If an employee makes unjustified complaints about wages and hours, you may be tempted to brand the person as a troublemaker. You might even take disciplinary action if the griping continues. But a new National Labor Relations Board (NLRB) ruling cautions that even a one-employee protest can be a protected activity under federal labor law-landing you in hot water if you interfere.
Broad Employee Protection
The National Labor Relations Act (NLRA) applies to most union and non-union employers regardless of how many employees you have. It protects workers’ rights not only to engage in union-related activities, but also to join together to protest or seek changes in the terms and conditions of their employment.
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Employees Ask For Meeting
The recent case was brought against a non-union electrical contractor, Mauka, Inc. Problems began after two workers wearing union T-shirts and buttons approached company vice president Paul Boros and demanded union wages and benefits. Boros told the workers he would not meet with the two of them together and instructed them to stop wearing union paraphernalia to work.After that exchange, the two workers made protest signs and picketed on nonwork time at their assigned job site. Boros pulled them off their jobs because of customer complaints and the next day photographed them picketing in front of Mauka’s shop.
Worker Walks Off The Job
One of the employees, Gregg Law, then informed Boros that he was going on strike to protest the discipline against him and his co-worker, as well as an earlier discharge of another employee.
The following day Law and a union representative picketed outside the shop carrying signs that read ‘Unfair Labor Practice Strike Against Mauka Electric.’ Boros allegedly told Law, ‘ I’m going to cut your head off for this, ‘ and photographed him again.
Several days later Law delivered a letter to Boros making an unconditional offer to return to work. He was told no work was available and a month later was notified that he was being terminated for abandoning his job.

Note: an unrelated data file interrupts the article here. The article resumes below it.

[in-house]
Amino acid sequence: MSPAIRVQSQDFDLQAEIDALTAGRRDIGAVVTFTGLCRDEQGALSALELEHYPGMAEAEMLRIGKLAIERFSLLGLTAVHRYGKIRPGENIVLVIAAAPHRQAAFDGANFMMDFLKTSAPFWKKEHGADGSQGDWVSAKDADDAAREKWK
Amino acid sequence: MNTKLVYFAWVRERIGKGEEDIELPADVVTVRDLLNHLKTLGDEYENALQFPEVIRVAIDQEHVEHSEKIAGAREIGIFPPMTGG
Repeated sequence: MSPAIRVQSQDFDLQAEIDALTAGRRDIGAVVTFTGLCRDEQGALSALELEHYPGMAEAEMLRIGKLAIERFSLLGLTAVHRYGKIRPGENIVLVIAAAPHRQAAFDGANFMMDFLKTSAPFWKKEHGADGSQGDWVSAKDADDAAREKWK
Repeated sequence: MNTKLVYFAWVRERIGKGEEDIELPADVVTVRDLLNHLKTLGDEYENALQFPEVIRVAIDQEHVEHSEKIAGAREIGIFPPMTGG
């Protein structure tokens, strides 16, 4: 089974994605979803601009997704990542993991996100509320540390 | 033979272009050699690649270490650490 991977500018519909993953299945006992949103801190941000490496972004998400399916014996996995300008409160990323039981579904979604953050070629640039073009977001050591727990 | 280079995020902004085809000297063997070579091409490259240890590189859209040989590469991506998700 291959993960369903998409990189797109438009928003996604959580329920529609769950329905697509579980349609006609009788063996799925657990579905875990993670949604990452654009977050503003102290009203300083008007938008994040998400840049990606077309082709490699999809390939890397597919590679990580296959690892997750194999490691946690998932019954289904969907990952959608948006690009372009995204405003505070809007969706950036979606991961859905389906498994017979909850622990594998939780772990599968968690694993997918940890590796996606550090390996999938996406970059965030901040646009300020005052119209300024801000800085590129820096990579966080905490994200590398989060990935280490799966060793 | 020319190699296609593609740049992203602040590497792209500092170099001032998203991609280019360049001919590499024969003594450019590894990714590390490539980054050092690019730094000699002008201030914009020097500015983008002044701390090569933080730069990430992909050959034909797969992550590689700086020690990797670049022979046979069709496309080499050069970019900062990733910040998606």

Solo Striker Not Acting Alone
Law filed a complaint with the NLRB, which enforces the federal labor act. Mauka argued that the case should be thrown out because Law was not engaged in ‘protected activity.’ Under the federal statute, this is defined, in part, as activity ‘engaged in with or on the authority of other employees.’ In fact, Mauka said, Law acted alone and on behalf of himself only.
The NLRB disagreed and ruled that Mauka acted illegally when it fired Law because of his one-man strike.2 The NLRB acknowledged that not all individual protests rise to the level of NLRA-protected activity. But the board pointed out that in this case Law had originally picketed with another employee, made it clear that he sought to improve conditions for other workers besides himself, and had engaged in the strike with the union’s support.
Given these circumstances, the NLRB concluded that Law’s strike was ‘part and parcel’ of his union-organizing activity-and therefore protected from employer interference. Mauka was ordered to rehire Law and pay him four years of lost wages and benefits.
Proceed With Caution
The board’s decision demonstrates the importance of acting cautiously before penalizing a worker who makes a job-related complaint. Even if it appears the person is acting alone and not on behalf of other employees, it takes very little totransform what looks like an individual protest into a messy labor dispute. Here are some general points to keep in mind:
- Learn to recognize protected activity. Actions covered by federal law can occur in unexpected ways, from individual protests as in this case to an employee sending e-mail raising an issue about work conditions. Before disciplining or terminating a worker, always ask these questions: 1) Does the employee’s complaint involve workplace health and safety, wages, hours, benefits, discipline or union organizing? 2) Has the employee acted with others or sought the support of co-workers? and 3) Is the employee’s behavior nonthreatening and not extremely disruptive? If you answer ‘yes’ to each of these questions, the activity is probably protected.
- Handle discipline and performance issues carefully. You cannot take action against workers for their union organizing efforts or other protected activity. But if employees aren’t doing their jobs properly and would be disciplined or terminated regardless of the union activity, you can still do so. To protect yourself from both NLRA violations and potentially more serious retaliation claims, make sure the performance problems are well documented, warnings are given, and your policies and procedures are followed to the letter.
- Don’t threaten workers or monitor activities. The NLRB said the employer in this case also violated federal law when it photographed the striking workers, prohibited them from displaying the union logo at work, refused to meet with them as a group, and threatened one of them with physical harm for picketing. Although you can express your opinion about the merits of union representation, it’s illegal to actively discourage participation in union activities or suggest that those activities are being monitored.